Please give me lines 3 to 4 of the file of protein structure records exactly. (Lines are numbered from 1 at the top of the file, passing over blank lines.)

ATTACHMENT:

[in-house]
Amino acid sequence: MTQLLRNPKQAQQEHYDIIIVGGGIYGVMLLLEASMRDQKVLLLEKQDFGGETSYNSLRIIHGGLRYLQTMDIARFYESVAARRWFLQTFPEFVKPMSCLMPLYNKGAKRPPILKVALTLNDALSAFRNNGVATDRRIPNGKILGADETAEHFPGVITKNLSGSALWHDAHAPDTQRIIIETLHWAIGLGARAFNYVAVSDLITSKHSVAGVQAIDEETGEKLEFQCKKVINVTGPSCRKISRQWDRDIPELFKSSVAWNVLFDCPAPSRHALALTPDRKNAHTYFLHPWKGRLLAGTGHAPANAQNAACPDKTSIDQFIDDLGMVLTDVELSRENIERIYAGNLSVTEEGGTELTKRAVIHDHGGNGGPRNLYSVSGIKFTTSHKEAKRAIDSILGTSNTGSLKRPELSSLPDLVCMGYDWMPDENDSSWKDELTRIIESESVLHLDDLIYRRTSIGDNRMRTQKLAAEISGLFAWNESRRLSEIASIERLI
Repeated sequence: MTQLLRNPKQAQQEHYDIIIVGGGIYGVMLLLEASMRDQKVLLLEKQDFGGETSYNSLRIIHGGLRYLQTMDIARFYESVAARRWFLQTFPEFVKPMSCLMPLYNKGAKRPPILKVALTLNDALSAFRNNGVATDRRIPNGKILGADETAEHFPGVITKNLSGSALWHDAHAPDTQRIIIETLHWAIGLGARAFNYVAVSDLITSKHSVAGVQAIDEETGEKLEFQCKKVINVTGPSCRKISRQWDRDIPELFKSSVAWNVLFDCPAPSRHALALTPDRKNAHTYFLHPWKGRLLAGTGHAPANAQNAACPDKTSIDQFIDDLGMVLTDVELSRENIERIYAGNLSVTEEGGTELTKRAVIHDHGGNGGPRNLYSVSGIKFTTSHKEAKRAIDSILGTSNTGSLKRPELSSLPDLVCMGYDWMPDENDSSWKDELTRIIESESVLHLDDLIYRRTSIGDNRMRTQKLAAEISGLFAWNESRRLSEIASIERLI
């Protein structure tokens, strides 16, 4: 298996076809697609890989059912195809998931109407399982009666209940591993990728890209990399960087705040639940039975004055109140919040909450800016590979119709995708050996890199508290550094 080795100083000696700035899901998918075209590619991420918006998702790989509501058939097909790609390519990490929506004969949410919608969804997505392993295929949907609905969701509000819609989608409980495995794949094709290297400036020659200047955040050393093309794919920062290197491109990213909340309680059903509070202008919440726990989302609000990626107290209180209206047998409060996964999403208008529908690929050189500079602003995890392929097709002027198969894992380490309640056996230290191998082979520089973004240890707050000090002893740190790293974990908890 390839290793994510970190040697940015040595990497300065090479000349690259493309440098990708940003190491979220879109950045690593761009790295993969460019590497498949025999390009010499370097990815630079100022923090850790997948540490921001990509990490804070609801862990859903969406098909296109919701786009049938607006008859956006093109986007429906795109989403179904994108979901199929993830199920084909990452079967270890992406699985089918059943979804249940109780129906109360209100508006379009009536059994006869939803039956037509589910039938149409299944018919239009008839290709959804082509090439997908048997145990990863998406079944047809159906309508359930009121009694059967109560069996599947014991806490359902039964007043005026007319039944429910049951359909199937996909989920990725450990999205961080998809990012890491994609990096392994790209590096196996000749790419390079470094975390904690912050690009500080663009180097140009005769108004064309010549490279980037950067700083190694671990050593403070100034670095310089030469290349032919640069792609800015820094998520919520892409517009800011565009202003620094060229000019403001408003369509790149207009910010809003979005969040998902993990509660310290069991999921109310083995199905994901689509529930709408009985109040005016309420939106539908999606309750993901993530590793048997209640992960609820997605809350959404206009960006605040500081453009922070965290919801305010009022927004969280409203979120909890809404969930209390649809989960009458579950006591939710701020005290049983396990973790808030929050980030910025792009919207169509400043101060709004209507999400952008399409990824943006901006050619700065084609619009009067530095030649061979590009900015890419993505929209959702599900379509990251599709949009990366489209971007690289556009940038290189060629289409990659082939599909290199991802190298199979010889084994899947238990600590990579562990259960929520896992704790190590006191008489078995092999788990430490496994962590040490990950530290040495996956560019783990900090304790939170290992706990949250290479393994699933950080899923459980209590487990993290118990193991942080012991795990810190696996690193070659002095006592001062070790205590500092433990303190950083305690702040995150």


Repeated sequence: MTQLLRNPKQAQQEHYDIIIVGGGIYGVMLLLEASMRDQKVLLLEKQDFGGETSYNSLRIIHGGLRYLQTMDIARFYESVAARRWFLQTFPEFVKPMSCLMPLYNKGAKRPPILKVALTLNDALSAFRNNGVATDRRIPNGKILGADETAEHFPGVITKNLSGSALWHDAHAPDTQRIIIETLHWAIGLGARAFNYVAVSDLITSKHSVAGVQAIDEETGEKLEFQCKKVINVTGPSCRKISRQWDRDIPELFKSSVAWNVLFDCPAPSRHALALTPDRKNAHTYFLHPWKGRLLAGTGHAPANAQNAACPDKTSIDQFIDDLGMVLTDVELSRENIERIYAGNLSVTEEGGTELTKRAVIHDHGGNGGPRNLYSVSGIKFTTSHKEAKRAIDSILGTSNTGSLKRPELSSLPDLVCMGYDWMPDENDSSWKDELTRIIESESVLHLDDLIYRRTSIGDNRMRTQKLAAEISGLFAWNESRRLSEIASIERLI
């Protein structure tokens, strides 16, 4: 298996076809697609890989059912195809998931109407399982009666209940591993990728890209990399960087705040639940039975004055109140919040909450800016590979119709995708050996890199508290550094 080795100083000696700035899901998918075209590619991420918006998702790989509501058939097909790609390519990490929506004969949410919608969804997505392993295929949907609905969701509000819609989608409980495995794949094709290297400036020659200047955040050393093309794919920062290197491109990213909340309680059903509070202008919440726990989302609000990626107290209180209206047998409060996964999403208008529908690929050189500079602003995890392929097709002027198969894992380490309640056996230290191998082979520089973004240890707050000090002893740190790293974990908890 390839290793994510970190040697940015040595990497300065090479000349690259493309440098990708940003190491979220879109950045690593761009790295993969460019590497498949025999390009010499370097990815630079100022923090850790997948540490921001990509990490804070609801862990859903969406098909296109919701786009049938607006008859956006093109986007429906795109989403179904994108979901199929993830199920084909990452079967270890992406699985089918059943979804249940109780129906109360209100508006379009009536059994006869939803039956037509589910039938149409299944018919239009008839290709959804082509090439997908048997145990990863998406079944047809159906309508359930009121009694059967109560069996599947014991806490359902039964007043005026007319039944429910049951359909199937996909989920990725450990999205961080998809990012890491994609990096392994790209590096196996000749790419390079470094975390904690912050690009500080663009180097140009005769108004064309010549490279980037950067700083190694671990050593403070100034670095310089030469290349032919640069792609800015820094998520919520892409517009800011565009202003620094060229000019403001408003369509790149207009910010809003979005969040998902993990509660310290069991999921109310083995199905994901689509529930709408009985109040005016309420939106539908999606309750993901993530590793048997209640992960609820997605809350959404206009960006605040500081453009922070965290919801305010009022927004969280409203979120909890809404969930209390649809989960009458579950006591939710701020005290049983396990973790808030929050980030910025792009919207169509400043101060709004209507999400952008399409990824943006901006050619700065084609619009009067530095030649061979590009900015890419993505929209959702599900379509990251599709949009990366489209971007690289556009940038290189060629289409990659082939599909290199991802190298199979010889084994899947238990600590990579562990259960929520896992704790190590006191008489078995092999788990430490496994962590040490990950530290040495996956560019783990900090304790939170290992706990949250290479393994699933950080899923459980209590487990993290118990193991942080012991795990810190696996690193070659002095006592001062070790205590500092433990303190950083305690702040995150």